Fifteen of 40 WHI clinical centers participated in the separately funded Mammogram Density Ancillary Study. The Clinical Coordinating Center identified a stratified random sample of women in the WHI CEE trial to be approached for participation, with the goal of sampling 150 women within each of the following groups: African Americans, Asian/Pacific Islanders, Hispanics, and non-Hispanic whites. A 10% over-sample was selected to allow for those electing not to participate. Inclusion criteria included availability of a prerandomization (baseline) mammogram plus at least one follow-up mammogram after 1 or 2 years. Sample size was based on the primary study aim—an anticipated mammographic density difference of 8% (standard deviation [SD], 10%) between CEE and placebo groups after 1 year of treatment, with the assumption of 33% loss to follow-up/nonadherence. A secondary aim of the study was to determine whether a hormone effect exists within different race/ethnic groups; therefore, the study was powered to assess effects on density within the four race/ethnic groups. Two years of follow-up was the time frame chosen to determine the longer-term effects of CEE on density.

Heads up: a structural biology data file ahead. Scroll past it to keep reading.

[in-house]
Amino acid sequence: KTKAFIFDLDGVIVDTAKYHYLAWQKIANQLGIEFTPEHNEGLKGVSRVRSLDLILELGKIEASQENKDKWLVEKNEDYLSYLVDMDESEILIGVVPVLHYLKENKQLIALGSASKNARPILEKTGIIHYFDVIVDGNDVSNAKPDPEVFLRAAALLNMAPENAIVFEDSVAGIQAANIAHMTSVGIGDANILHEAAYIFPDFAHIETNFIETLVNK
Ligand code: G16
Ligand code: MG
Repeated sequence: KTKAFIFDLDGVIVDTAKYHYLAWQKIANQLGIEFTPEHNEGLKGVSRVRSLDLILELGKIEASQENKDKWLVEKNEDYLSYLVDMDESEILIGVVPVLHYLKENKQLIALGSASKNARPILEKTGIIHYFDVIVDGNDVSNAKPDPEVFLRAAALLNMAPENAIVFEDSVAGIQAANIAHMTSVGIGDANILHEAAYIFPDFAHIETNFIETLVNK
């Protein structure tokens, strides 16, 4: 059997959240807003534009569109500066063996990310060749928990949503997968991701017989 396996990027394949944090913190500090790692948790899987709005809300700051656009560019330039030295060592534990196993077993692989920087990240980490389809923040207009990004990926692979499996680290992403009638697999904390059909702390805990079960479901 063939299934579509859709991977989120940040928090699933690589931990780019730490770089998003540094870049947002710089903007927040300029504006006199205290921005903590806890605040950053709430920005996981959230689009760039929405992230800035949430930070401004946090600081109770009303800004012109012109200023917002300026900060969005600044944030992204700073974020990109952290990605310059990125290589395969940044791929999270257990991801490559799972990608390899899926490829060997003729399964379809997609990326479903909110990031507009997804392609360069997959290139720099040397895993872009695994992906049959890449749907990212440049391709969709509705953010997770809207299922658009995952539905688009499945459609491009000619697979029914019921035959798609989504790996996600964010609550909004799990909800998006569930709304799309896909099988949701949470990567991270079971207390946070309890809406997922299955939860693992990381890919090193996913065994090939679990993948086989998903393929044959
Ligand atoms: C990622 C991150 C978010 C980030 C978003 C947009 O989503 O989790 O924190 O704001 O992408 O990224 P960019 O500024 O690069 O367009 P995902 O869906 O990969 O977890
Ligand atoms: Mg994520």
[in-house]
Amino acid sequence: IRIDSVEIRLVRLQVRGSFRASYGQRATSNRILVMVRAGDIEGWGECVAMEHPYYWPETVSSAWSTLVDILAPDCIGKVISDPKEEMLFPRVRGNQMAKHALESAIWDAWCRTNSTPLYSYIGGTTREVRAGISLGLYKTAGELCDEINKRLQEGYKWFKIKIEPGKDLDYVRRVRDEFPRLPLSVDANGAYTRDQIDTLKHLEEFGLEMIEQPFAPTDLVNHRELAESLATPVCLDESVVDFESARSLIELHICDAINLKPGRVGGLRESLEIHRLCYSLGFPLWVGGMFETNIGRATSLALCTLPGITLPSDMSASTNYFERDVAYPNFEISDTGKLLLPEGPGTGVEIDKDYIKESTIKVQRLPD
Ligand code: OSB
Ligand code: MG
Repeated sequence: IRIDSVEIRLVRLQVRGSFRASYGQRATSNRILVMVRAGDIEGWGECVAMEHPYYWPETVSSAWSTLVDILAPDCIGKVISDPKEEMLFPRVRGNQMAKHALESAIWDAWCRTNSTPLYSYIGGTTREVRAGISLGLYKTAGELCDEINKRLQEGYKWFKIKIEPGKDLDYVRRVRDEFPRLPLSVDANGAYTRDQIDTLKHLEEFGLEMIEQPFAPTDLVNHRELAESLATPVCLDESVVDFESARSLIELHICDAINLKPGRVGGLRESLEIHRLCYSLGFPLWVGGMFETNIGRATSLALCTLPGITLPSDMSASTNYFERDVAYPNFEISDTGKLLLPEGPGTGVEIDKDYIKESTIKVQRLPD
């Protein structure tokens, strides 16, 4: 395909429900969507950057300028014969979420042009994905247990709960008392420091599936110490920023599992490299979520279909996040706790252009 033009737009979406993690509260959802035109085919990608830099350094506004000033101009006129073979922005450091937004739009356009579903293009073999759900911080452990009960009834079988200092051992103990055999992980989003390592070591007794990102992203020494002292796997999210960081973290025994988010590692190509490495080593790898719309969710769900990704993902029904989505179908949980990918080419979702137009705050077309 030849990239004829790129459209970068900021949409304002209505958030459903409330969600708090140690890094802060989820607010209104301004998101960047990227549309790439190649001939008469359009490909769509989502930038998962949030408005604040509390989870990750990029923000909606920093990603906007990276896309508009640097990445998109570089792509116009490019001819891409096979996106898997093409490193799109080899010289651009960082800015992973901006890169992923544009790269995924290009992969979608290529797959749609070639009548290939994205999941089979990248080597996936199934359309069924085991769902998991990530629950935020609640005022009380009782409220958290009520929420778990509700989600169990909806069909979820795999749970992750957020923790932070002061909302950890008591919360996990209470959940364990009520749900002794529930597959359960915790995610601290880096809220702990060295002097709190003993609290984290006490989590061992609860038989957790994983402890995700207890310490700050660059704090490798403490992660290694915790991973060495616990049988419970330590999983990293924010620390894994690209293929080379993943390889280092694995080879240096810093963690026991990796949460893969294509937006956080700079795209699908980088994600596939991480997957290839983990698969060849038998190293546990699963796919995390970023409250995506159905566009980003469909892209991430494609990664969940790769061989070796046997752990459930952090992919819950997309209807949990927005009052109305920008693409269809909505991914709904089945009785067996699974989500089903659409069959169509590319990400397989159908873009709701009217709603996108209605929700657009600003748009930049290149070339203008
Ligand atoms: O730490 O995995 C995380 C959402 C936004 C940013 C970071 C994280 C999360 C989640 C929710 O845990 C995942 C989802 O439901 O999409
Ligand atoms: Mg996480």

Our mammographic density measurement methods have been previously published9 and have been validated across all mammographic density types (fatty to dense) and all age groups, including older women.19 Briefly, films were digitized on a Lumisys 85 laser digitizer (Eastman Kodak Company, Rochester, NY), and the files were converted to bitmap format suitable for display and density measurement. Mammographic density was assessed with a previously validated20 computer-assisted interactive thresholding technique using Imaging Research Program software (Sunnybrook Health Science Centre, Toronto, Ontario, Canada). After identifying thresholds, the software was used to calculate the total breast area, the total area of density, and percent mammographic density (ratio of dense breast area to total breast area). The right craniocaudal view was measured, unless it was unavailable, in which case the left craniocaudal view was used. Measurements were done in batches of 30 to 40 films selected without regard to whether they were before random assignment or follow-up films, and the films were sorted in random order. Baseline and follow-up films from the same participant were not necessarily included in the same batch, and batches for each observer were generated independently.